Git Server Up in 5

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Well, so you support a bunch of users that code either as a group or as individuals but you, the guy who manages the servers, are not offering them any service other than installing Xcode and troubleshooting their machines.

Let me recommend you to offer your team to use a version control system as it’s Git. Why Git? Sure you could go and offer Subversion, mercurial and others but Git is very functional, easy and trending these days.

Before you get an approval from a big fish in your organization to get a professional solution as could be a cloud based or in-house dedicated server I think is a good idea to have an easy to manage and easy to maintain server in your network for your users to see the benefits and spread the word until it reaches the big guys.

I played around with a couple of solutions to offer my team and the Java based Gitblit is the fastest and easiest to get you going in 10 minutes!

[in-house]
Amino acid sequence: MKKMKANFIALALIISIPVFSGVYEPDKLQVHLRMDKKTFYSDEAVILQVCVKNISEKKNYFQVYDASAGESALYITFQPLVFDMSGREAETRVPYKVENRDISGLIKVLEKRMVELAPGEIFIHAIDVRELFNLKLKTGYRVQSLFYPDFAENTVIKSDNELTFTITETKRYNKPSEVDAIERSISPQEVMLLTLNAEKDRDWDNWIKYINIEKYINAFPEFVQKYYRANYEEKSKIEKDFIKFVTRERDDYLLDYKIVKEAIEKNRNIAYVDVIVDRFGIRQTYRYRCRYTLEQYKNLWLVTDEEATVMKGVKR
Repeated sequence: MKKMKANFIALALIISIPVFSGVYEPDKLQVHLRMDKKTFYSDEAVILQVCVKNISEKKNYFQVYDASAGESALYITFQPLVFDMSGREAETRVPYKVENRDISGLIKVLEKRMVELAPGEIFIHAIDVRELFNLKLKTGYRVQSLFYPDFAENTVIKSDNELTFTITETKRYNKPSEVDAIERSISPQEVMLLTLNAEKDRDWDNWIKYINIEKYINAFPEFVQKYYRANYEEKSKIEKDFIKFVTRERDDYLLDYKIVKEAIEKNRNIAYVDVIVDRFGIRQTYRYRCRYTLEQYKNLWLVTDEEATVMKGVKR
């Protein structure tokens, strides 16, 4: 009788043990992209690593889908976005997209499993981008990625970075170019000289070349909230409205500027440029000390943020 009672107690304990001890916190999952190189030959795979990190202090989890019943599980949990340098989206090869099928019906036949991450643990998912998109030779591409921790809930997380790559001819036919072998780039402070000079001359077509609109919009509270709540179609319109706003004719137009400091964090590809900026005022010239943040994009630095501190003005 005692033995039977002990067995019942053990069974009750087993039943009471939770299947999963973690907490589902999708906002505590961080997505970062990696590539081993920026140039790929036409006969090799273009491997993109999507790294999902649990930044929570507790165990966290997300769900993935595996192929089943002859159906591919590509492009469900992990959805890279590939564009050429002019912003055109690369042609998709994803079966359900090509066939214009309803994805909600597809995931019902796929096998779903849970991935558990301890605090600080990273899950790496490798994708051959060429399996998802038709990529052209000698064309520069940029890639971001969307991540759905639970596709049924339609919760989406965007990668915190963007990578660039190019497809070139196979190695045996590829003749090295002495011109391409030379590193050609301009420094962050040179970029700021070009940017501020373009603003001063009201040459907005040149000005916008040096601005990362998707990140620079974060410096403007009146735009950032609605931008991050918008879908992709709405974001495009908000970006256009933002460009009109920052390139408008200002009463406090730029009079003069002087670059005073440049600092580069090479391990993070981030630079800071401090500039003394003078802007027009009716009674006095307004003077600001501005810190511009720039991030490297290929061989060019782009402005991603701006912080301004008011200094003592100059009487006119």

First go to their website and click on the green button on the right hand side to download the GO version.

Decompress the zip file and open the file with vim, nano or any other, the minimum things you need to change to get the server up are:

git.repositoriesFolder = /Users/Shared/git
server.httpPort = 8080
server.httpsPort = 8443
server.httpBindInterface =
server.httpsBindInterface =

Sure there are maaaany tweaks you can do so it is more secured and customized. But as minimum these are the 5 lines you care about.

Then just open, navigate to the giblit folder and execute

bash-3.2$ java -jar gitblit.jar

And you are good to go. Open a web browser and navigate to http://yourserver.yo:8080 and login as admin:admin

Create a test user, create a test repository, cd to a folder,

bash-3.2$ git init
git remote add gitblit http://yourserver.yo:8080/git/MyTestRepo.git
git add *
git commit
git push gitblit master

When putting in production consider enable the authentication based on your current ldap server (new feature of giblit 1.0 !!), creating an SSL certificate, don’t use plain http and redirect alway to https, enable it as a service or even better run it behind the Apache service, backup the repos and Gitblit’s configuration, change the local admin password, and other common sense things I am sure you can think of.

See some of the options that the repositories have in this screenshot: